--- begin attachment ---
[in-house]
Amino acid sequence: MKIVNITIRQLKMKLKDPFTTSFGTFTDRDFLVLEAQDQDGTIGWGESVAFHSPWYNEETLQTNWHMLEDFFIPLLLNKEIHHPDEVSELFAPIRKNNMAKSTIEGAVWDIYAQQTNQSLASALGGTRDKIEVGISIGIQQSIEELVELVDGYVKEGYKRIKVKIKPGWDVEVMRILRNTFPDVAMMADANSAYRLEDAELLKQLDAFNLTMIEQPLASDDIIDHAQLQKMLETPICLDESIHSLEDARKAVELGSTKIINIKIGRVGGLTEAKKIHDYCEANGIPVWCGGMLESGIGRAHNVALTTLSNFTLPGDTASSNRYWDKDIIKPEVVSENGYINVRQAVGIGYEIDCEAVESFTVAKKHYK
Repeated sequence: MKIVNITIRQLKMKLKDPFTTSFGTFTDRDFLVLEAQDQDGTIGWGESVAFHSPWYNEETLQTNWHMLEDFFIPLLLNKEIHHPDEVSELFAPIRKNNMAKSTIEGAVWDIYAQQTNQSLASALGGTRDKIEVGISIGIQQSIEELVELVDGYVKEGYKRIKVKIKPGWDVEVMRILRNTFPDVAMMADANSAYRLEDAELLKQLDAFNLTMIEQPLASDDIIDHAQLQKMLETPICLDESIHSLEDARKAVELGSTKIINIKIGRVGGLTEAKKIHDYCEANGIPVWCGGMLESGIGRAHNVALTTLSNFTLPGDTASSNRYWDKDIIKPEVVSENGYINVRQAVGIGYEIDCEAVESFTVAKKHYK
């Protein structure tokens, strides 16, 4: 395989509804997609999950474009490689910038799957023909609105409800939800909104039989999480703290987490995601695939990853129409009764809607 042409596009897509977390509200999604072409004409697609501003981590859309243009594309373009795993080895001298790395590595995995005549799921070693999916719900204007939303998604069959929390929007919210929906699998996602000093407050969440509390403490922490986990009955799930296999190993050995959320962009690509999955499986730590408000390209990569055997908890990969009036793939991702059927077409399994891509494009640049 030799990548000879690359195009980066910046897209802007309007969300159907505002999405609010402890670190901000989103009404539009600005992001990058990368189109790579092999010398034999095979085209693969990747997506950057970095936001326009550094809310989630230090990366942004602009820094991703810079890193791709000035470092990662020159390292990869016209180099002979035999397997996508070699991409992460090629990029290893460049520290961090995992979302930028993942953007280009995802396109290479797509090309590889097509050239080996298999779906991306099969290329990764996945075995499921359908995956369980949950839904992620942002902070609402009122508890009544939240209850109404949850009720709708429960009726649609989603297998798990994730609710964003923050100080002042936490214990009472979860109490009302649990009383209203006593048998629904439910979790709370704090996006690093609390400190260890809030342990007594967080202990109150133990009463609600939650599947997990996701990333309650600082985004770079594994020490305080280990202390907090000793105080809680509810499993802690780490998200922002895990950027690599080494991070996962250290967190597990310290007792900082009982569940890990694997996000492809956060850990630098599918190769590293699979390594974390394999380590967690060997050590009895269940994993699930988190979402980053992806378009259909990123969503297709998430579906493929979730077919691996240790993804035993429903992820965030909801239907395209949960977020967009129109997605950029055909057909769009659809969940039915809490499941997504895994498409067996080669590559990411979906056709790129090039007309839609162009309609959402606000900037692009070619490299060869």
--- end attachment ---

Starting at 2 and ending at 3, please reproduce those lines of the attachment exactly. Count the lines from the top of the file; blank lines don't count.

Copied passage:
Amino acid sequence: MKIVNITIRQLKMKLKDPFTTSFGTFTDRDFLVLEAQDQDGTIGWGESVAFHSPWYNEETLQTNWHMLEDFFIPLLLNKEIHHPDEVSELFAPIRKNNMAKSTIEGAVWDIYAQQTNQSLASALGGTRDKIEVGISIGIQQSIEELVELVDGYVKEGYKRIKVKIKPGWDVEVMRILRNTFPDVAMMADANSAYRLEDAELLKQLDAFNLTMIEQPLASDDIIDHAQLQKMLETPICLDESIHSLEDARKAVELGSTKIINIKIGRVGGLTEAKKIHDYCEANGIPVWCGGMLESGIGRAHNVALTTLSNFTLPGDTASSNRYWDKDIIKPEVVSENGYINVRQAVGIGYEIDCEAVESFTVAKKHYK
Repeated sequence: MKIVNITIRQLKMKLKDPFTTSFGTFTDRDFLVLEAQDQDGTIGWGESVAFHSPWYNEETLQTNWHMLEDFFIPLLLNKEIHHPDEVSELFAPIRKNNMAKSTIEGAVWDIYAQQTNQSLASALGGTRDKIEVGISIGIQQSIEELVELVDGYVKEGYKRIKVKIKPGWDVEVMRILRNTFPDVAMMADANSAYRLEDAELLKQLDAFNLTMIEQPLASDDIIDHAQLQKMLETPICLDESIHSLEDARKAVELGSTKIINIKIGRVGGLTEAKKIHDYCEANGIPVWCGGMLESGIGRAHNVALTTLSNFTLPGDTASSNRYWDKDIIKPEVVSENGYINVRQAVGIGYEIDCEAVESFTVAKKHYK